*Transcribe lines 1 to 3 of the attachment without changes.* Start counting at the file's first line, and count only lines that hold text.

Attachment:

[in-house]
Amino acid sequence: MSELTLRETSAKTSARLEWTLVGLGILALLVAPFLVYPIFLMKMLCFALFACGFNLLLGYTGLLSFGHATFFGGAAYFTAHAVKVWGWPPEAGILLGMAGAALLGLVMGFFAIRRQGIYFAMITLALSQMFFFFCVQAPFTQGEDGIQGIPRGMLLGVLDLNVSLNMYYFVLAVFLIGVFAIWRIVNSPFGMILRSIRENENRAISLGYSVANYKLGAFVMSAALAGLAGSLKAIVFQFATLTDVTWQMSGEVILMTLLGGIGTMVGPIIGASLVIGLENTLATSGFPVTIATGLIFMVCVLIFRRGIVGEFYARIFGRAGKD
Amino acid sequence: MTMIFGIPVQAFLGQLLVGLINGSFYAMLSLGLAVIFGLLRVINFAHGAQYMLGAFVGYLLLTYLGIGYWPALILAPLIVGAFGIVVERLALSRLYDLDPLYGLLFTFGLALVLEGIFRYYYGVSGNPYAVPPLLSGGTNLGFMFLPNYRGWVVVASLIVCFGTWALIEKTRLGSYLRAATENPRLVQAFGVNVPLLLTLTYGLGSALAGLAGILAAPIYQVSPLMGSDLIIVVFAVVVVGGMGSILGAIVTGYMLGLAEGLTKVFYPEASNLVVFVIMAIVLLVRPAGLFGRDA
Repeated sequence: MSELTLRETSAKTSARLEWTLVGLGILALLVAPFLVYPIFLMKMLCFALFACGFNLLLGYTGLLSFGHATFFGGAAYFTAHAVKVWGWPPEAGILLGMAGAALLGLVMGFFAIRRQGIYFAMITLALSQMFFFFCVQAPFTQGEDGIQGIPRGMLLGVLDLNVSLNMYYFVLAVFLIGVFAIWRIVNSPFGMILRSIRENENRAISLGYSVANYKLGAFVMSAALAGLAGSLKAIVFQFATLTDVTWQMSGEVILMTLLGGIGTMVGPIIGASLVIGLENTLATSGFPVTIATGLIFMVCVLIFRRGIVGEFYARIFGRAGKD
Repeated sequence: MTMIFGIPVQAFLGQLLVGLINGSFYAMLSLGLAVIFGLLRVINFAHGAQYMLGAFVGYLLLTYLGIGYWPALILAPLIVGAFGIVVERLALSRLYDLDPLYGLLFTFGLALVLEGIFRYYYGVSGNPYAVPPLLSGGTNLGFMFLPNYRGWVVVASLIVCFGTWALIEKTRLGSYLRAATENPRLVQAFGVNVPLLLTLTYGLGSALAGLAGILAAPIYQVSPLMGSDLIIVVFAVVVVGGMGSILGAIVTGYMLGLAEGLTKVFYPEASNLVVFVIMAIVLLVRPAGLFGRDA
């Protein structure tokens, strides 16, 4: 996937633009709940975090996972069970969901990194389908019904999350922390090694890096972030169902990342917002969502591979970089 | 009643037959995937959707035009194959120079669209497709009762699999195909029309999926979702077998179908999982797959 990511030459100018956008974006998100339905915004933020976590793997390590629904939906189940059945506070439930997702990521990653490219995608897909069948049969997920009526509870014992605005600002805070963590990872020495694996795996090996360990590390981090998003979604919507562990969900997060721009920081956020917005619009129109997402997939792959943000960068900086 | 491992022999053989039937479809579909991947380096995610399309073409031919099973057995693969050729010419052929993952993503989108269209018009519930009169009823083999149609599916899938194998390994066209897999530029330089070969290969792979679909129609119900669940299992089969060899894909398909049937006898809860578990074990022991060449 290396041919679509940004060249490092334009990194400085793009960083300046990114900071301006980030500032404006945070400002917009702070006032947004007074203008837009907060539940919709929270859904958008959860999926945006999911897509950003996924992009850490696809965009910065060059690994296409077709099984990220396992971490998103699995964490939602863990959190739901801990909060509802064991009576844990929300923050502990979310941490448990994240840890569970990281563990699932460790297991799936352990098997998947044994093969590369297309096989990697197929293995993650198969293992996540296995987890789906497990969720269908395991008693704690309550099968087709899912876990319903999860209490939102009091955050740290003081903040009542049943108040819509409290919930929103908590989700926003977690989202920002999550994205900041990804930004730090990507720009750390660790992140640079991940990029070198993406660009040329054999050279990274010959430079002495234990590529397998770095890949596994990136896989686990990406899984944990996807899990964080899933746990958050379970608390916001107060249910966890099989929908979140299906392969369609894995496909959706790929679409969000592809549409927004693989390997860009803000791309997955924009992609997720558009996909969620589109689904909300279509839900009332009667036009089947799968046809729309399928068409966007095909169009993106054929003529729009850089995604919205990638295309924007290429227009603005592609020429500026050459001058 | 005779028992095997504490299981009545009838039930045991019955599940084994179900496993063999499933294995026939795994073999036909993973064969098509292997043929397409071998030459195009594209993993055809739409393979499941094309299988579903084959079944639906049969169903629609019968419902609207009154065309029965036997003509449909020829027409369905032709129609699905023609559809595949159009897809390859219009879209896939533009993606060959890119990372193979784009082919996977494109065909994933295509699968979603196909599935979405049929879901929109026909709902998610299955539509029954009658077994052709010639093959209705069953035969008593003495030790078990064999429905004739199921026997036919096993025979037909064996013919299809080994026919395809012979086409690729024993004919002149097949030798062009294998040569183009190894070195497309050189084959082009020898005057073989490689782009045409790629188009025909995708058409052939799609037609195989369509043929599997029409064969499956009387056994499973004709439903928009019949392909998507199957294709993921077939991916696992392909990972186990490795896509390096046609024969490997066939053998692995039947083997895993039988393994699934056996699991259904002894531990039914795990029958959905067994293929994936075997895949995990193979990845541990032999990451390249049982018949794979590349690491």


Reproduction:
[in-house]
Amino acid sequence: MSELTLRETSAKTSARLEWTLVGLGILALLVAPFLVYPIFLMKMLCFALFACGFNLLLGYTGLLSFGHATFFGGAAYFTAHAVKVWGWPPEAGILLGMAGAALLGLVMGFFAIRRQGIYFAMITLALSQMFFFFCVQAPFTQGEDGIQGIPRGMLLGVLDLNVSLNMYYFVLAVFLIGVFAIWRIVNSPFGMILRSIRENENRAISLGYSVANYKLGAFVMSAALAGLAGSLKAIVFQFATLTDVTWQMSGEVILMTLLGGIGTMVGPIIGASLVIGLENTLATSGFPVTIATGLIFMVCVLIFRRGIVGEFYARIFGRAGKD
Amino acid sequence: MTMIFGIPVQAFLGQLLVGLINGSFYAMLSLGLAVIFGLLRVINFAHGAQYMLGAFVGYLLLTYLGIGYWPALILAPLIVGAFGIVVERLALSRLYDLDPLYGLLFTFGLALVLEGIFRYYYGVSGNPYAVPPLLSGGTNLGFMFLPNYRGWVVVASLIVCFGTWALIEKTRLGSYLRAATENPRLVQAFGVNVPLLLTLTYGLGSALAGLAGILAAPIYQVSPLMGSDLIIVVFAVVVVGGMGSILGAIVTGYMLGLAEGLTKVFYPEASNLVVFVIMAIVLLVRPAGLFGRDA